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Is it true that Pascal's Rule holds for binomial coefficients with a negative upper index?

With $n = -1$ and $k = 3$, for example, it appears not to hold.

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up vote 2 down vote accepted

Substituting your values of $n,k$ into $${n-1 \choose k }+{n-1 \choose k-1} = {n \choose k}$$ we get $${-2 \choose 3 }+{-2 \choose 2} = {-1 \choose 3}$$ but this is simply $$-4+3=-1$$ which of course is true.

To see why this works, consider that there's nothing stopping us from putting negative numbers in there. Expanding out the proof of the identity everything will work the same. In fact, we can use it to extend Pascal's triangle into negative rows by formally rearranging Pascal's rule into $${n-1 \choose m}={n \choose m }-{n-1 \choose m-1}.$$ (If we really want to get crazy, we can even extend Pascal's rule to $q$-binomials!)

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The binomial coefficients may actually be viewed as rational-coefficient polynomials:

$${X\choose k}:=\frac{X(X-1)\cdots\big(X-(k-1)\big)}{k\cdot(k-1)\cdots3\cdot2\cdot1}.$$

This is useful/interesting for a number of reasons. These polynomials are a basis for the space of all rational-coefficient polynomials which take integer values at integer arguments. The binomial theorem generalizes to powers that need not be natural numbers:

$$(1+T)^s=\sum_{k\ge0}{s\choose k}T^k.$$

This allows us to extend the notion of taking-powers to complete topological rings of characteristic zero (which is to say, we can do it in abstract algebraic structures equipped with limits where a priori it is not defined), although there are caveats as to regions of convergence. It may also be useful in the contexts of generating functions and special functions.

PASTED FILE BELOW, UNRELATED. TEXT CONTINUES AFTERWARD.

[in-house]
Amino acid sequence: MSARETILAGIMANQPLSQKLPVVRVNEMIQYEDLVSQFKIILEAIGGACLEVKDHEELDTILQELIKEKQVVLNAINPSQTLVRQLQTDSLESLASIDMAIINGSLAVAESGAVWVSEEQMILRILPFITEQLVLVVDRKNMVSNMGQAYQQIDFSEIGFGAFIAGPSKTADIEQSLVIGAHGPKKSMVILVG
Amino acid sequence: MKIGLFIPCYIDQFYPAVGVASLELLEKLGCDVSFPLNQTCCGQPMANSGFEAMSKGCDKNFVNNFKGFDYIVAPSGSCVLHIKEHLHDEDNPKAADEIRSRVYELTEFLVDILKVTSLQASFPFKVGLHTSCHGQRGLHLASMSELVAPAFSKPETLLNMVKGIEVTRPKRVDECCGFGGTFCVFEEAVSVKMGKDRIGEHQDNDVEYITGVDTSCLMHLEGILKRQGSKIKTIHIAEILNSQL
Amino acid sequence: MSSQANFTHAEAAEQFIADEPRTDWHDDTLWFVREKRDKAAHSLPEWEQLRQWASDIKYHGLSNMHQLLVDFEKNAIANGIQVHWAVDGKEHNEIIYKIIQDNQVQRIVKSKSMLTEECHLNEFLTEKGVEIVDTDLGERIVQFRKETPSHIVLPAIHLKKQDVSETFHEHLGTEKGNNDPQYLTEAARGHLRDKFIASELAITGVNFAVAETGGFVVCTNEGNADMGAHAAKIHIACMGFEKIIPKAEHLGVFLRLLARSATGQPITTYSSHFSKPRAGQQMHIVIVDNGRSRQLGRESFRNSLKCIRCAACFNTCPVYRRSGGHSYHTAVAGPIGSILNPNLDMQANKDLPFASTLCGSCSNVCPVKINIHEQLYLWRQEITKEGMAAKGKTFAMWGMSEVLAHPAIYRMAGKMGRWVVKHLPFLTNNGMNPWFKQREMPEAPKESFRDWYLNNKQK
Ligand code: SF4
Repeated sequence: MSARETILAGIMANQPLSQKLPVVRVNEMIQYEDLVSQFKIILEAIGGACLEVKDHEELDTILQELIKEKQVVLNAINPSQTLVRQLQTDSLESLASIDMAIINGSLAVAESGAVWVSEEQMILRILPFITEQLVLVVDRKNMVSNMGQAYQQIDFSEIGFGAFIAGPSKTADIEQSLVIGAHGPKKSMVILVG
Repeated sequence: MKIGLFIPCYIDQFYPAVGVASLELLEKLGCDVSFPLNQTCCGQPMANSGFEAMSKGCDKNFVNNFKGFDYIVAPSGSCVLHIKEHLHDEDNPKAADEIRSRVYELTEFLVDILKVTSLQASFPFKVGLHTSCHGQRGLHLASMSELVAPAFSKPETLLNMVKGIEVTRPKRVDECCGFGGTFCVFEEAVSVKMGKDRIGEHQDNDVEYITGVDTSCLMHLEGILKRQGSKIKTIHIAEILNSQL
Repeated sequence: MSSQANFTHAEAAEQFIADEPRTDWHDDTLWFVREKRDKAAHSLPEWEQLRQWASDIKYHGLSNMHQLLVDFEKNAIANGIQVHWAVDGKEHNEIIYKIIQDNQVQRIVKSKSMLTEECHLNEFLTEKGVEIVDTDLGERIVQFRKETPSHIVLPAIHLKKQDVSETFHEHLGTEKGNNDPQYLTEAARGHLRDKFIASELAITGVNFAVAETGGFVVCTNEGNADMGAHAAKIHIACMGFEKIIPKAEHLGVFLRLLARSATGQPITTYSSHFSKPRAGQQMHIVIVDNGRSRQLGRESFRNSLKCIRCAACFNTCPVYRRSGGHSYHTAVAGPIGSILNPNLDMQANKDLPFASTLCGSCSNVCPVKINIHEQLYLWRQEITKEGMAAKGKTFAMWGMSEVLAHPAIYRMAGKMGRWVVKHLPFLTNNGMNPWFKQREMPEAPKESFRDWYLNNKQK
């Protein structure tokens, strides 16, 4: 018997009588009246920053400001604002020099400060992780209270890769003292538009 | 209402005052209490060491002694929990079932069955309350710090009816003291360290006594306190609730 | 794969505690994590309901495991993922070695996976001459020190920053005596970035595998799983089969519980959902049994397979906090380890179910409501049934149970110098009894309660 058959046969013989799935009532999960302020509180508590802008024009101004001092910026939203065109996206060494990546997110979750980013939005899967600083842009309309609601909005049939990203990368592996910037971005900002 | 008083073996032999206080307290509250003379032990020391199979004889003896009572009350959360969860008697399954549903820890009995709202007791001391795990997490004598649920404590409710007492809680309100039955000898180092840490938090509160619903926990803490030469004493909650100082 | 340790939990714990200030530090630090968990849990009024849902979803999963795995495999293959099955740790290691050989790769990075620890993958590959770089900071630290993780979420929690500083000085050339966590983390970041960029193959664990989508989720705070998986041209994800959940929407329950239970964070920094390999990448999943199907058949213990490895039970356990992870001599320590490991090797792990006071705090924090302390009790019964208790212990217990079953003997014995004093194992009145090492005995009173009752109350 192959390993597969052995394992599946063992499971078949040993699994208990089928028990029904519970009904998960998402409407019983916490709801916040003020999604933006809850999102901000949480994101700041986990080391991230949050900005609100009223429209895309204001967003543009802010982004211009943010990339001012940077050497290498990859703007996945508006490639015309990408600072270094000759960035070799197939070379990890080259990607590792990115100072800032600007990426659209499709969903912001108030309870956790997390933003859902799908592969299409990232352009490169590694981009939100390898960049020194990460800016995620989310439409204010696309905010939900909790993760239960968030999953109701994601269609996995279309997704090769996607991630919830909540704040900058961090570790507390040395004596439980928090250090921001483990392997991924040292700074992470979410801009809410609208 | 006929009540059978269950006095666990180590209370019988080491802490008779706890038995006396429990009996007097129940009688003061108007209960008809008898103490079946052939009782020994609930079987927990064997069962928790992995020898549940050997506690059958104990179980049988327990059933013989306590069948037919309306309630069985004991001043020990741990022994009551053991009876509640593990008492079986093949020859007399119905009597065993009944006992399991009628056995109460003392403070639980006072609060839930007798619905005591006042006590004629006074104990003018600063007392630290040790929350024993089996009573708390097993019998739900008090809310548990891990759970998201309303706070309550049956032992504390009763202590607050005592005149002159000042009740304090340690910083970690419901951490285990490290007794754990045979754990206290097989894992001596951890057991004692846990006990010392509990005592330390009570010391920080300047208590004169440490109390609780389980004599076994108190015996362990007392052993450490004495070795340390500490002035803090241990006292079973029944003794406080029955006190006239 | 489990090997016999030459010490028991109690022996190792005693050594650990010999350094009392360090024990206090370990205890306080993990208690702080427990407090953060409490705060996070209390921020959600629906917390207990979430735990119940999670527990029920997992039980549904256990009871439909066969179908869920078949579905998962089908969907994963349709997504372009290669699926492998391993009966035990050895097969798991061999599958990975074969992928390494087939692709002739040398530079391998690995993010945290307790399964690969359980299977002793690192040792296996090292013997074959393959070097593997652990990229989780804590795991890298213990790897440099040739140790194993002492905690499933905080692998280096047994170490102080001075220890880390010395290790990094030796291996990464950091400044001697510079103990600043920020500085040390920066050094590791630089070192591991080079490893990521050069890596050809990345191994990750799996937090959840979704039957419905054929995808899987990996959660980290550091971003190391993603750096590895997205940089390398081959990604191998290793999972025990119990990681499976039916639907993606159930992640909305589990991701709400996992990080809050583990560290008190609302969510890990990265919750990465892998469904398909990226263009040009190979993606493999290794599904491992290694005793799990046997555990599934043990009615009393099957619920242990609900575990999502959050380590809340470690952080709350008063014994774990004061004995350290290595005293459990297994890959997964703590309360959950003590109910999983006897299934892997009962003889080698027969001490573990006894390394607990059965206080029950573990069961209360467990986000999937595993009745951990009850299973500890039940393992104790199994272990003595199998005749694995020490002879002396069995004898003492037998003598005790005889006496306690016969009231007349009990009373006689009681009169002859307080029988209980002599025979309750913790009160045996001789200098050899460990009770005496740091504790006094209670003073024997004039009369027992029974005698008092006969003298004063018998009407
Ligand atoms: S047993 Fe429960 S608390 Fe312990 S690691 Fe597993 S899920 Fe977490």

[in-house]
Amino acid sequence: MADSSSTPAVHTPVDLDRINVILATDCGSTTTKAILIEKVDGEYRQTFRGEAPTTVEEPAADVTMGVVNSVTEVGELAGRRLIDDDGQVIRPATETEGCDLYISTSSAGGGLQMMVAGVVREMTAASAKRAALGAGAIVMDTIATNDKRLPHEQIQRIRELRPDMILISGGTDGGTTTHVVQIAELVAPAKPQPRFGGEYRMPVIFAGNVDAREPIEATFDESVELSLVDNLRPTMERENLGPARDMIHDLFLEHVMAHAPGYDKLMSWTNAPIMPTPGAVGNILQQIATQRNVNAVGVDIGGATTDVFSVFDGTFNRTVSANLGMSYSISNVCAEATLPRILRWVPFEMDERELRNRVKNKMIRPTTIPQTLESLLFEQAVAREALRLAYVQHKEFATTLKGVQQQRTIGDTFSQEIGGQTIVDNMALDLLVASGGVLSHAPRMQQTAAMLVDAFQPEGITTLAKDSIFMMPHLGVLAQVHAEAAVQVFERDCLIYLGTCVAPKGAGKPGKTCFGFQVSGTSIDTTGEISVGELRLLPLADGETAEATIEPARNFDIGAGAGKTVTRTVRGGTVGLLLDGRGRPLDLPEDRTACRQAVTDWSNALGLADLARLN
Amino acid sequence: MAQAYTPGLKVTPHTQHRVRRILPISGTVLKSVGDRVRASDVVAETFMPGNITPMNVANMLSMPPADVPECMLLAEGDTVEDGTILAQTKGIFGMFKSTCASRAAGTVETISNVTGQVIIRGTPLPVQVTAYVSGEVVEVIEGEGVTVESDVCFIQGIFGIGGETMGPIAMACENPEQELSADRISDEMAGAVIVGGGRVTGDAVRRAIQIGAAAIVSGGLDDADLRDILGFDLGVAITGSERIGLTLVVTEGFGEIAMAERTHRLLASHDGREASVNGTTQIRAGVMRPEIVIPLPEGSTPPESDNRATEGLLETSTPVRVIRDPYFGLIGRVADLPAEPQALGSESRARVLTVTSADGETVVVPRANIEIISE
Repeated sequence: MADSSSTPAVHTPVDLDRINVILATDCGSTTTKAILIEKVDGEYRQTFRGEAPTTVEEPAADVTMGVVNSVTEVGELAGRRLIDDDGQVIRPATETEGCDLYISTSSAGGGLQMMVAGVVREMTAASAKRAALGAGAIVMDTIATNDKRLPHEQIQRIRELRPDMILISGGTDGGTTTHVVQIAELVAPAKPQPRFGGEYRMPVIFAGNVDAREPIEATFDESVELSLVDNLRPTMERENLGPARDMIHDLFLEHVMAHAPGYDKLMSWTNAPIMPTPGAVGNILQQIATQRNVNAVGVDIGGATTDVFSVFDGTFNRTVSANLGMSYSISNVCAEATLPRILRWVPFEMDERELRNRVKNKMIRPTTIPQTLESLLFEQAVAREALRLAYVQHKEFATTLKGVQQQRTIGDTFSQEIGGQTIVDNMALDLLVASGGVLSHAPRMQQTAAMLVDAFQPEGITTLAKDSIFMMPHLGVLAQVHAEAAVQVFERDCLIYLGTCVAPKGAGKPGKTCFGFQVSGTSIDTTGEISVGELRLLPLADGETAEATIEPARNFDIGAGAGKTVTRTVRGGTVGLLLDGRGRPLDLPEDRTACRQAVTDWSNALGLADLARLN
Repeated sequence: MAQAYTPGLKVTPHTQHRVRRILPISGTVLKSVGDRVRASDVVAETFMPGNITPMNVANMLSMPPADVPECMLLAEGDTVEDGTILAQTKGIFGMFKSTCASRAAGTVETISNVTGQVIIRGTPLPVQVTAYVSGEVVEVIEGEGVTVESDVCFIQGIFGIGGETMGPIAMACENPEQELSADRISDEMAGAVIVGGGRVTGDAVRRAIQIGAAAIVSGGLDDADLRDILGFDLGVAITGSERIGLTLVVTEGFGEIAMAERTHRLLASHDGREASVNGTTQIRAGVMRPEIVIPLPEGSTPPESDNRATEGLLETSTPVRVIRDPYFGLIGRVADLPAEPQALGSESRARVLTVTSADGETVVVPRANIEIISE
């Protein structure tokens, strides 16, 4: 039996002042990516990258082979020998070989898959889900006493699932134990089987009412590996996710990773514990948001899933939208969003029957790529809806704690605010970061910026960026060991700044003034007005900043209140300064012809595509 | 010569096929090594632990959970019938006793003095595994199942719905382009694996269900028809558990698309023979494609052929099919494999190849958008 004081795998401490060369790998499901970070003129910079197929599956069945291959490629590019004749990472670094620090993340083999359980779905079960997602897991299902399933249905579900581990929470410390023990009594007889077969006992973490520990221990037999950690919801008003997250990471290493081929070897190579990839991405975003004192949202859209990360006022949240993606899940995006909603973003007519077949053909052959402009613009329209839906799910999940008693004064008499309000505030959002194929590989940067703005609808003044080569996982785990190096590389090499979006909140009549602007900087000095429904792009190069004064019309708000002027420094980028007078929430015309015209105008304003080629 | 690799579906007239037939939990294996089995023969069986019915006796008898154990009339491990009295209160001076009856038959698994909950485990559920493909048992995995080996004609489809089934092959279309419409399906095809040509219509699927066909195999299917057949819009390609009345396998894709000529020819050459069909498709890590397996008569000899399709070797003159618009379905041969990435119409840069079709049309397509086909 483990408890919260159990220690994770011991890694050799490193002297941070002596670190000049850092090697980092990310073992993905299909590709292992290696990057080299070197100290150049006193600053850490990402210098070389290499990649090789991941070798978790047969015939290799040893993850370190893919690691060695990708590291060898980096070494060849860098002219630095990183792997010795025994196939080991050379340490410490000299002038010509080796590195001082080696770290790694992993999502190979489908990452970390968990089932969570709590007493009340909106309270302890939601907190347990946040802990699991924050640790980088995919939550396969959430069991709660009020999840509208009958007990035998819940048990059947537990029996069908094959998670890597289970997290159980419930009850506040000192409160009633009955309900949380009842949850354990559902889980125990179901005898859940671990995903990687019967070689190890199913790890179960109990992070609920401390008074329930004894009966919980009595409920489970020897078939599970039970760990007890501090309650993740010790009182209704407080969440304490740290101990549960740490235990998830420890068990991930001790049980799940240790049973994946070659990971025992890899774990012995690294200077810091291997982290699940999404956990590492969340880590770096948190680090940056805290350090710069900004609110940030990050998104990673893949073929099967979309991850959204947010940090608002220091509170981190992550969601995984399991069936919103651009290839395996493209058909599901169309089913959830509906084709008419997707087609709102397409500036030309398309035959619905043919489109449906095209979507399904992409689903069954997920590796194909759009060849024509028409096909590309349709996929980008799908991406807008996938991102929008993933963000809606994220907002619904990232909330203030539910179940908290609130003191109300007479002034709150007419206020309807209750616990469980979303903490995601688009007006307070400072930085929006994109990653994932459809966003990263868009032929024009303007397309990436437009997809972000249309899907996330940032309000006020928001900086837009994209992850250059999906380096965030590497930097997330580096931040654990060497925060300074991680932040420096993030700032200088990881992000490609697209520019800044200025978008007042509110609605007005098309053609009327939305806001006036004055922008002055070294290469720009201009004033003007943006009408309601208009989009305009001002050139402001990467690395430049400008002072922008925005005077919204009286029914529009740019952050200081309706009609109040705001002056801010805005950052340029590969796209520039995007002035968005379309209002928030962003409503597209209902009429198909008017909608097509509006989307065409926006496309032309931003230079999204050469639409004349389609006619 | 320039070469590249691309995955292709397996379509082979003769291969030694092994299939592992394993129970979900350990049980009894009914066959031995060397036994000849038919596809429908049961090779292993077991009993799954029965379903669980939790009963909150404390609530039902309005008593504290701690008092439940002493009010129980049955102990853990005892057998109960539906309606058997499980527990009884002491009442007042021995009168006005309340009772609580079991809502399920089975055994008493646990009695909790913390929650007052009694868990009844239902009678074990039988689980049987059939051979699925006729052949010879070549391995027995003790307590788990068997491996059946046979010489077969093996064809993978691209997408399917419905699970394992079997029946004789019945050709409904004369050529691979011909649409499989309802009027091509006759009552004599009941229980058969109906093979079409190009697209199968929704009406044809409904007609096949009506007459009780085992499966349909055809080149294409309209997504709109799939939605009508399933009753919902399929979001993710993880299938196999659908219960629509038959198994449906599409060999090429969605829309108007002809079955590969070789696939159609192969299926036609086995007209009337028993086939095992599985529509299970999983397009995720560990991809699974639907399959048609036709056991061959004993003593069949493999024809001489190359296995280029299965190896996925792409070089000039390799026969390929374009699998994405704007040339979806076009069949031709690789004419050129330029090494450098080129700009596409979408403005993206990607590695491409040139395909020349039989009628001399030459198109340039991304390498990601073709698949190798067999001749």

Anyway, Pascal's rule holds on the more fundamental level of polynomials:

$${X-1\choose k}+{X-1\choose k-1}=\frac{\color{Green}{(X-1)\cdots}\color{Blue}{\big(X-1-(k-1)\big)}}{k!}+\frac{\color{Purple}{k}\color{Green}{(X-1)\cdots\big((X-1)-(k-2)\big)}}{k!}$$

$$=\frac{\color{Green}{(X-1)\cdots (X-(k-1))\,}[\color{Blue}{(X-k)}+\color{Purple}{k}]}{k!} ={X\choose k}.$$

Since the identity holds for polynomials, it holds for the polynomials evaluated at any arguments; they can be negative, fractional, irrational, complex, $p$-adic, whatever floats your boat.

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+1 Nice answer. While what you say is entirely correct, the final sentence might be read over-optimistically by some. One should not forget that we have rational coefficients here, so we must stay in characteristic $0$; one cannot evaluate binomial coefficients in $\Bbb Z/n\Bbb Z$ (even if $n$ is prime). One might naively think so since at integer arguments binomial coefficients are always integral. – Marc van Leeuwen Apr 5 '13 at 5:11

$$\dbinom{n}r = \dfrac{\Gamma(n+1)}{\Gamma(r+1) \Gamma(n-r+1)}$$ wherever the quantity on the right hand side is defined. Now make use of the fact that $\Gamma(z+1) = z \Gamma(z)$. \begin{align} \dbinom{n}{r} + \dbinom{n}{r+1} & = \dfrac{\Gamma(n+1)}{\Gamma(r+1) \Gamma(n-r+1)} + \dfrac{\Gamma(n+1)}{\Gamma(r+2) \Gamma(n-r)}\\ & = \dfrac{\Gamma(n+1)}{(n-r) \Gamma(r+1) \Gamma(n-r)} + \dfrac{\Gamma(n+1)}{(r+1) \Gamma(r+1) \Gamma(n-r)}\\ & = \dfrac{\Gamma(n+1)}{\Gamma(r+1) \Gamma(n-r)} \left(\dfrac1{n-r} + \dfrac1{r+1}\right)\\ & = \dfrac{\Gamma(n+1)}{\Gamma(r+1) \Gamma(n-r)} \left(\dfrac{n-r+r+1}{(n-r)(r+1)}\right)\\ & = \dfrac{\Gamma(n+1)}{\Gamma(r+1) \Gamma(n-r)} \left(\dfrac{n+1}{(n-r)(r+1)}\right)\\ & = \dfrac{\Gamma(n+2)}{\Gamma(r+2) \Gamma(n-r+1)}\\ & = \dbinom{n+1}{r+1} \end{align}

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